CHICAGO - An affluent suburb of Indianapolis is eyeing double-digit water and sewer rate increases to raise coverage levels of its outstanding water and sewer bonds.
The mayor of Carmel, a small growing city adjacent to Indianapolis, warned that the water and sewer utility is facing a "revenue shortfall" because rates aren't high enough, according to a report in the Indianapolis Business Journal.
The city last raised rates in late 2011.
Since then, it has dipped into its other funds to cover some water and sewer costs, according to Standard & Poor's.
The possible rate increase comes two weeks after Standard & Poor's downgraded the city's water and sewer debt. It lowered $30.6 million of outstanding sewer bonds two notches, to A-minus from A-plus.
The junior-lien water bonds were hit with a four-notch downgrade, to BBB from A-plus. The unenhanced rating on the senior-lien water bonds, which were issued in 2008 by the Indiana Bond Bank, were lowered three notches, to BBB-plus from A-plus. The senior- and junior-lien water debt totals just under $200 million.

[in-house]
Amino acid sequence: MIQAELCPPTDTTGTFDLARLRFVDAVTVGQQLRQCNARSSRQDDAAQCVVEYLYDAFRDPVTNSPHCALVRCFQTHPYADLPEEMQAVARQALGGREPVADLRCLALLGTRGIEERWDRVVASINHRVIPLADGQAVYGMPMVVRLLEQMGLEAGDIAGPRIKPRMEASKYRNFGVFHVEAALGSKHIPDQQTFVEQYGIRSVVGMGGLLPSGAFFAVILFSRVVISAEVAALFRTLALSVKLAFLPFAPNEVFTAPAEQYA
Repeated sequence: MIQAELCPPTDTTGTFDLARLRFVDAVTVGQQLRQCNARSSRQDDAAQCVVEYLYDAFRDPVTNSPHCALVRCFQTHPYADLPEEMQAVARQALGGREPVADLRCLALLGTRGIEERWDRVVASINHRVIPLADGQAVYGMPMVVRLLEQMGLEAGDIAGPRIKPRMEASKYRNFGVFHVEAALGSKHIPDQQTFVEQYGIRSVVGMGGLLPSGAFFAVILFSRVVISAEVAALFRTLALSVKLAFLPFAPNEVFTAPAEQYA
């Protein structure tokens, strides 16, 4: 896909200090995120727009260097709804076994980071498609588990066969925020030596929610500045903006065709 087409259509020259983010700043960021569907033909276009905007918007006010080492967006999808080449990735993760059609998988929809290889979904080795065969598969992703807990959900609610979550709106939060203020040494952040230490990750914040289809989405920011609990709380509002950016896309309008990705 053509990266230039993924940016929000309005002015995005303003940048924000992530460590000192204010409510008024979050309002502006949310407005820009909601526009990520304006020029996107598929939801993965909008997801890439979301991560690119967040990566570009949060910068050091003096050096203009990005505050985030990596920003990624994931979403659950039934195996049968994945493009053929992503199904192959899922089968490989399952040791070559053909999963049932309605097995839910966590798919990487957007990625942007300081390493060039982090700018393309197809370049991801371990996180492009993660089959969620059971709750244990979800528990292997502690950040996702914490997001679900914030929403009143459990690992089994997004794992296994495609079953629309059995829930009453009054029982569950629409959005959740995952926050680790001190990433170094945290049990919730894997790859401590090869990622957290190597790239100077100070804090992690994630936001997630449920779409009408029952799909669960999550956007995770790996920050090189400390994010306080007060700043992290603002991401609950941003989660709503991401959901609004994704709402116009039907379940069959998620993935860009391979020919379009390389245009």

The downgrades reflect declining debt-service coverage and low liquidity, S&P said in the ratings release.
"The rating could face new downward pressure if the utility's financial position were to weaken beyond its already-thin coverage and low liquidity levels," S&P analyst Gregory Dziubinski said.
The sewer system serves roughly 16,000 residents in Hamilton County outside Indianapolis. The water system services 29,000 customers.